Credit: Spencer Platt/Getty Images

John Catsimatidis, head of Gristedes grocery chain (R)

On Housing: Rezone land near transit hubs to provide incentives for developers to build affordable housing.

On Jobs: Lower the cost of doing business in New York; expand vocational training; lure tech companies to the city.

On Taxes: Opposes raising taxes on the wealthy; but “Everybody should feel the pain a little bit.”

On Healthcare: Repeal large soda ban, but require nutrition course in all public schools.

On Education: More emphasis on charter schools; expanded tutoring for elite school exam prep; support for grading schools.

On Polcing: Put a police officer in every housing project; continue stop-and-frisk policy; oppose the establishment of an independent monitor; keep Commissioner Ray Kelly.



News
Entertainment
Sports
Lifestyle
National

Dogs are capable of feeling jealousy - U.S.…

By Curtis Skinner(Reuters) - Dogs are a man's best friend, and research released on Wednesday says canines want to keep it that way.Dogs are capable…

Local

G train riders brace for five-week shutdown

G train service will be suspended between Brooklyn and Queens between Friday, July 25, and Tuesday, Sept. 2.

International

Peaches Geldof's death was drugs-related, coroner rules

LONDON (Reuters) - The death of Peaches Geldof, the daughter of musician and Band Aid founder Bob Geldof, was drugs-related, a coroner ruled on Wednesday.The…

Local

Family, supporters gather in Brooklyn for Eric Garner…

Family members gathered on Wednesday for the funeral of Eric Garner, who died shortly after police put him in a banned chokehold as they arrested him.

Going Out

Where to go drinking on National Tequila Day…

Thursday is just close enough to the end of the week to make you envision yourself already sunning on a beach towel or lounging by…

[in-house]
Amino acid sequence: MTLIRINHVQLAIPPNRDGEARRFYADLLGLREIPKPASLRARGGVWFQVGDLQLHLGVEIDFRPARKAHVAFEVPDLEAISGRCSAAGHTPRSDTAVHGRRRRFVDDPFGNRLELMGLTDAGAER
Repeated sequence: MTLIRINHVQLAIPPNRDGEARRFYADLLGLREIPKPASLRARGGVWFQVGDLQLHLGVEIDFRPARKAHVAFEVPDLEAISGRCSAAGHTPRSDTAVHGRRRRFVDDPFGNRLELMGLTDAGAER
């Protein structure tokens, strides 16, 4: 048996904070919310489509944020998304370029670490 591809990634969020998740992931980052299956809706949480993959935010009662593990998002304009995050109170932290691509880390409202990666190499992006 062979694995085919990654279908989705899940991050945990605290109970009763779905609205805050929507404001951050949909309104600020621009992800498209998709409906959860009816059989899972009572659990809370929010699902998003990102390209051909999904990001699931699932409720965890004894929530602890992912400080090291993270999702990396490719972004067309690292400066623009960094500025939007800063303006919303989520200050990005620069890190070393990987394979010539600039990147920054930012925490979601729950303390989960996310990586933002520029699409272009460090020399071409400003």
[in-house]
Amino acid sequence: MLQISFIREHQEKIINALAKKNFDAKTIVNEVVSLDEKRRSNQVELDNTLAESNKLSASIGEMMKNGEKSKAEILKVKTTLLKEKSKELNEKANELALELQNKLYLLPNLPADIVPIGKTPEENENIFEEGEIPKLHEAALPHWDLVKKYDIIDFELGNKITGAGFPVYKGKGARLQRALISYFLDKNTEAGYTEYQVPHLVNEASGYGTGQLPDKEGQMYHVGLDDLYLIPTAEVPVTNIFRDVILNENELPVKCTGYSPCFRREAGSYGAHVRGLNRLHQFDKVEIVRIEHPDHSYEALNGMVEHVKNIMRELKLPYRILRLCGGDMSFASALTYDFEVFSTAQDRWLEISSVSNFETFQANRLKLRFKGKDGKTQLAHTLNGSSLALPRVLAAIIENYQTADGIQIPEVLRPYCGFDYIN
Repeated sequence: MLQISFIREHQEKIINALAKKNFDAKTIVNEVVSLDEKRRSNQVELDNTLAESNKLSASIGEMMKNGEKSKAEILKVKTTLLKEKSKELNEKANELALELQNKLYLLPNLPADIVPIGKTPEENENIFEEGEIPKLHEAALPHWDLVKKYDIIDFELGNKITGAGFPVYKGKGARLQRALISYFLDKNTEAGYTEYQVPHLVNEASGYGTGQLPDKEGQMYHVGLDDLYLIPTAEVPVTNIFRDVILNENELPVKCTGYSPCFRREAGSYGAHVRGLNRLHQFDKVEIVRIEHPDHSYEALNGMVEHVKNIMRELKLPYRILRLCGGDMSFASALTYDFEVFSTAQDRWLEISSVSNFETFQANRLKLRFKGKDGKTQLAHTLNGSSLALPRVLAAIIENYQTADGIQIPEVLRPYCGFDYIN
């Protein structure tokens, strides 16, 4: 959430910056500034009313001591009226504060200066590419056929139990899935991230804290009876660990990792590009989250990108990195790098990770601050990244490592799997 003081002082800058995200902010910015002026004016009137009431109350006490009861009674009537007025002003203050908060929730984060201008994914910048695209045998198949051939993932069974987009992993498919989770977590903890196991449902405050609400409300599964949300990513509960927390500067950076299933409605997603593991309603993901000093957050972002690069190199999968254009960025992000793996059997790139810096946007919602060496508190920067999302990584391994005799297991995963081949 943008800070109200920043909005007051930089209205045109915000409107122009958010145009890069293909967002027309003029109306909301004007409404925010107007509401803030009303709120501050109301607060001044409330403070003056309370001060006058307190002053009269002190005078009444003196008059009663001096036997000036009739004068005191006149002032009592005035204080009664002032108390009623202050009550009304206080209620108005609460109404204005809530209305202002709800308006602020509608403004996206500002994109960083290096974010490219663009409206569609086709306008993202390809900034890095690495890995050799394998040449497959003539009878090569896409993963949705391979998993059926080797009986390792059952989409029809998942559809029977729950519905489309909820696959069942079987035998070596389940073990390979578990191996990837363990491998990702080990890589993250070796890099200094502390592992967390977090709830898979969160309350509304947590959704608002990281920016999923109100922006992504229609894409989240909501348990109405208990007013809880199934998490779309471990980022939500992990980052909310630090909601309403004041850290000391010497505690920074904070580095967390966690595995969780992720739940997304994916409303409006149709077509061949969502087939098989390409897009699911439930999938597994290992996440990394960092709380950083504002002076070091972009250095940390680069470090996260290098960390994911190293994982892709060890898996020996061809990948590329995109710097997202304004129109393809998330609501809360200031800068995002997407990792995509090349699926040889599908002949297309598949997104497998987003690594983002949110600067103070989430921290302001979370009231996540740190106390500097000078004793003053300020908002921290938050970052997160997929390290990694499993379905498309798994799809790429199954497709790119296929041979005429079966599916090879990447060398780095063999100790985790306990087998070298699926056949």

Going Out

Things to do in NYC this week: July…

Performing arts A 70’s Summer Night Friday, 6:30 p.m. The Green Building 452 Union St., Gowanus $35, 347-529-6473 Party like it’s summer in the 1970s…

Going Out

5 must-try dishes at Edible Manhattan's Good Beer

Rooting out the exotic amid the New York City bar scene is noble quest. But if you’d like to have it all come to you,…

Books

Art imitates life (almost) in David Shapiro's new…

David Shapiro talks about his book, "You're Not Much Use To Anyone."

NFL

Jerry Reese confident with Giants, skipping countdown clocks…

Last year, Giants GM Jerry Reese installed a countdown clock in the locker room to inspire Big Blue to play in their own stadium for Super Bowl XLVIII.

MLB

Brandon McCarthy finds his calling on Twitter

Yankees starter Brandon McCarthy joined Twitter three year ago for the same reason many people do: to get news quickly.

Sports

NBA great LeBron James sends 800 cupcake apologies…

By Kim PalmerCLEVELAND (Reuters) - NBA star LeBron James, whose recent return to the Cleveland Cavaliers in his home state of Ohio sparked a frenzy…

NFL

Fantasy football: Johnny Manziel could give your running…

Fantasy football: Johnny Manziel could give your running game a boost

Food

Recharge with a post-workout smoothie from Nicky Hilton

Some people can roll out of bed right as their alarm goes off. And that alarm isn’t set for 20 minutes before they have to…

Education

Colleges are increasingly embracing the concept of gender-neutral…

  Northwestern University recently made headlines after announcing that it would be installing two gender-neutral bathrooms in the university's student center. “These are two gender-open…

Career

How to prepare to interview for your dream…

    Congratulations! You landed a job interview at your dream company! A lot of hard work has gone into determining which companies to apply…

Style

The shirtdress is a summer must-have

  We love throwing on our boyfriend’s shirt and a pair of jeans (no matter how much he grumbles that it’s his turn to wear the…